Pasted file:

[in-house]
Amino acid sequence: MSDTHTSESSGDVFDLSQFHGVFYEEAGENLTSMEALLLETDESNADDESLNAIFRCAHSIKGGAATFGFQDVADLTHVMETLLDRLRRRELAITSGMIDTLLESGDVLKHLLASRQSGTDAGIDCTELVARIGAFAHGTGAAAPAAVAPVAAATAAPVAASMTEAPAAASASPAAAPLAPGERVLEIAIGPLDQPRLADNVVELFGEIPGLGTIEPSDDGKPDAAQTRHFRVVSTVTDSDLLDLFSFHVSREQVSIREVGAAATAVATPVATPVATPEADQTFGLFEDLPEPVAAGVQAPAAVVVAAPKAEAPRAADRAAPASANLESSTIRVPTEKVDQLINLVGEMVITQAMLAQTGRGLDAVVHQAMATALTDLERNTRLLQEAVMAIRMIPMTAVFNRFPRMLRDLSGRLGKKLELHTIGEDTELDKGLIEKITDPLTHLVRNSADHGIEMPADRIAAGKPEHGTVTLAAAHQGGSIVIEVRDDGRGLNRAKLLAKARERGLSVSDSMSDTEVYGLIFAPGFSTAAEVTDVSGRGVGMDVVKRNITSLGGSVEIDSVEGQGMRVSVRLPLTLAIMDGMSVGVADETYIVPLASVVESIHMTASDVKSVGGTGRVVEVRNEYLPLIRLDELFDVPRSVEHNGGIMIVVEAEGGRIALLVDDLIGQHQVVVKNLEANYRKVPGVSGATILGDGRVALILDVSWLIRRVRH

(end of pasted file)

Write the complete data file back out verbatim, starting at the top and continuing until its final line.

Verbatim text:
[in-house]
Amino acid sequence: MSDTHTSESSGDVFDLSQFHGVFYEEAGENLTSMEALLLETDESNADDESLNAIFRCAHSIKGGAATFGFQDVADLTHVMETLLDRLRRRELAITSGMIDTLLESGDVLKHLLASRQSGTDAGIDCTELVARIGAFAHGTGAAAPAAVAPVAAATAAPVAASMTEAPAAASASPAAAPLAPGERVLEIAIGPLDQPRLADNVVELFGEIPGLGTIEPSDDGKPDAAQTRHFRVVSTVTDSDLLDLFSFHVSREQVSIREVGAAATAVATPVATPVATPEADQTFGLFEDLPEPVAAGVQAPAAVVVAAPKAEAPRAADRAAPASANLESSTIRVPTEKVDQLINLVGEMVITQAMLAQTGRGLDAVVHQAMATALTDLERNTRLLQEAVMAIRMIPMTAVFNRFPRMLRDLSGRLGKKLELHTIGEDTELDKGLIEKITDPLTHLVRNSADHGIEMPADRIAAGKPEHGTVTLAAAHQGGSIVIEVRDDGRGLNRAKLLAKARERGLSVSDSMSDTEVYGLIFAPGFSTAAEVTDVSGRGVGMDVVKRNITSLGGSVEIDSVEGQGMRVSVRLPLTLAIMDGMSVGVADETYIVPLASVVESIHMTASDVKSVGGTGRVVEVRNEYLPLIRLDELFDVPRSVEHNGGIMIVVEAEGGRIALLVDDLIGQHQVVVKNLEANYRKVPGVSGATILGDGRVALILDVSWLIRRVRH